## Acknowledgments

Authors affiliation: Department of Preventive Medicine, University of Southern California, Los Angeles, California (Cassandra E. Murcray, Juan Pablo Lewinger, W. James Gauderman).

This work was supported in part by the National Institute of Environmental Health Sciences (T32 ES013678, 5P30ES007048, 5P01ES009581, R826708, RD831861, 5P01ES011627, 5R01ES014447, and 5R01ES014708), the National Heart, Lung, and Blood Institute (5R01HL087680, 5R01HL61768, and 5R01HL76647), the National Human Genome Research Institute (P50 HG 002790-02), and the Hastings Foundation.

Conflict of interest: none declared.

## Glossary

#### Abbreviations

- E
- environment
- G
- gene
- GWAS
- genome-wide association study
- OR
- odds ratio
- SNP
- single nucleotide polymorphism

## APPENDIX 1

#### The Step-1 and Step-2 Test Statistics Are Asymptotically Uncorrelated

We assume a binary exposure *E* and binary genotype *G*, although the following result can be readily extended to multilevel exposures and genotypes. Let us consider the 2 × 2 × 2 table for a case-control study in which, as before, *D* is the binary case-control indicator:

The standard interaction *G* × *E* odds ratio is OR_{2}=(*n*_{11}*n*_{14}/*n*_{12}*n*_{13})/(*n*_{01}*n*_{04}/*n*_{02}*n*_{03}), and the *G* × *E* odds ratio pooling cases and controls is OR_{1}=(*n*_{11}+*n*_{01})(*n*_{14}+*n*_{04})/(*n*_{12}+*n*_{02})(*n*_{13}+*n*_{03}). Log(OR_{1}) is the numerator of a Wald test statistic for step 1, and log(OR_{2}) is the numerator of a Wald statistic for step 2. We show that the asymptotic covariance Cov(log(OR_{1}), log(OR_{2}))=0 by using the delta method. The delta method establishes that if a random vector **T*** _{n}* is asymptotically multivariate normal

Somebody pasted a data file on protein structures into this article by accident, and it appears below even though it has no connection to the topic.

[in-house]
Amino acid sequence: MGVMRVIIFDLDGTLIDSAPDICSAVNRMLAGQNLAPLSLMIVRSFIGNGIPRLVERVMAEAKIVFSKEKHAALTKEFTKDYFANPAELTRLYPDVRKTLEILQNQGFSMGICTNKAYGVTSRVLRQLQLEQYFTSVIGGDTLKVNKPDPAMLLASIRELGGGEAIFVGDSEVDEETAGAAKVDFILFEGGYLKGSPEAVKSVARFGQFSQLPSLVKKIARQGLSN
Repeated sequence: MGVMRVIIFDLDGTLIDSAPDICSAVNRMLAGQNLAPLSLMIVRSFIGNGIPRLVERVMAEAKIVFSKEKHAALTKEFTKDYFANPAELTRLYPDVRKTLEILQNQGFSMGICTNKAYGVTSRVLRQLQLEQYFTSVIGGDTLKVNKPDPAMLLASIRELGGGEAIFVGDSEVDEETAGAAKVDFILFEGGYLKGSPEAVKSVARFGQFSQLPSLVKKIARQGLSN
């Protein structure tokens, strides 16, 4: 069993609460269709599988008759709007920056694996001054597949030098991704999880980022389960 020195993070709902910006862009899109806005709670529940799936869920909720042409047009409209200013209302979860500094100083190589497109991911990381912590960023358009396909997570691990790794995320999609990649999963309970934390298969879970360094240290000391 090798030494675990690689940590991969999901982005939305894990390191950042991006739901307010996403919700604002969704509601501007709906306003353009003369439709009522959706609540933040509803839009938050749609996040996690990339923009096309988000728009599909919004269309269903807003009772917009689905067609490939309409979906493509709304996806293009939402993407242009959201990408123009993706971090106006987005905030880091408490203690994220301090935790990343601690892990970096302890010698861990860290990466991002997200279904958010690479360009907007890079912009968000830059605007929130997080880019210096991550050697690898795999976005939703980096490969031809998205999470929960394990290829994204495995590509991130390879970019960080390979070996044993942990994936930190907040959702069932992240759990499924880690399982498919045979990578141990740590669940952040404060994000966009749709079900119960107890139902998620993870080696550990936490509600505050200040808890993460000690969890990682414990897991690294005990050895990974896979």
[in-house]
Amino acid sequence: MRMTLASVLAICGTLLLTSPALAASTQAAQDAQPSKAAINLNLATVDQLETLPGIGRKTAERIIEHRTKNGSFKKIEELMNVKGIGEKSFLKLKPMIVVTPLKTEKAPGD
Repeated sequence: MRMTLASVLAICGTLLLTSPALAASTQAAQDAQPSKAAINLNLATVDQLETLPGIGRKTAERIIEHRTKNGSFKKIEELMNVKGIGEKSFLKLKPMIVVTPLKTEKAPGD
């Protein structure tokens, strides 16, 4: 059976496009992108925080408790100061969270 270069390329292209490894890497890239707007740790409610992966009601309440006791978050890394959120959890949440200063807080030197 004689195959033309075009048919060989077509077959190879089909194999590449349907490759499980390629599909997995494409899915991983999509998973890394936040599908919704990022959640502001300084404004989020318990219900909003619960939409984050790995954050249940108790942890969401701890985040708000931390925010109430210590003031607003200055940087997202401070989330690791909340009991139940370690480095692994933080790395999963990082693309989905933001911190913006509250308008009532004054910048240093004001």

*N*(

**μ**,

**Σ**) as

*n*→ ∞, then a differentiable transformation

*f*(

**T**

*) is asymptotically multivariate normal*

_{n}*N*(

*f*(

**μ)**, D

*f*(

**μ)**

^{T}

**Σ**D

*f*(

**μ)**), where D

*f*is the matrix of first-order derivatives of

*f*(24).

The vectors **Y**=**(***n*_{11}, *n*_{12}, *n*_{13}, *n*_{14}) and **Z**=(*n*_{01}, *n*_{02}, *n*_{03}, *n*_{04}) of observed counts in cases and controls are independent and have a multinomial distribution Mult(*p*_{1}, *p*_{2}, *p*_{3}, *p*_{4,} *n*_{1}) and Mult(*q*_{1}, *q*_{2}, *q*_{3}, *q*_{4,} *n*_{0}), respectively, where *n*_{1} is the number of cases; *n*_{0} is the number of controls; *p*_{1}, *p*_{2}, *p*_{3}, *p*_{4} are the cell frequencies of the 2 × 2 *G* × *E* table for the cases; and *q*_{1}, *q*_{2}, *q*_{3}, *q*_{4} are the cell frequencies of the 2 × 2 *G* × *E* table for the controls. By the standard approximation to the multinomial distribution, **X**=**(Y, Z)** is asymptotically normal with mean **μ**=E[**X**]=(*n _{1} p_{1}, n_{1} p_{2}, n_{1} p_{3}, n_{1} p_{4}, n_{0} q_{1}, n_{0} q_{2}, n_{0} q_{3}, n_{0} q_{4}*) and partitioned covariance matrix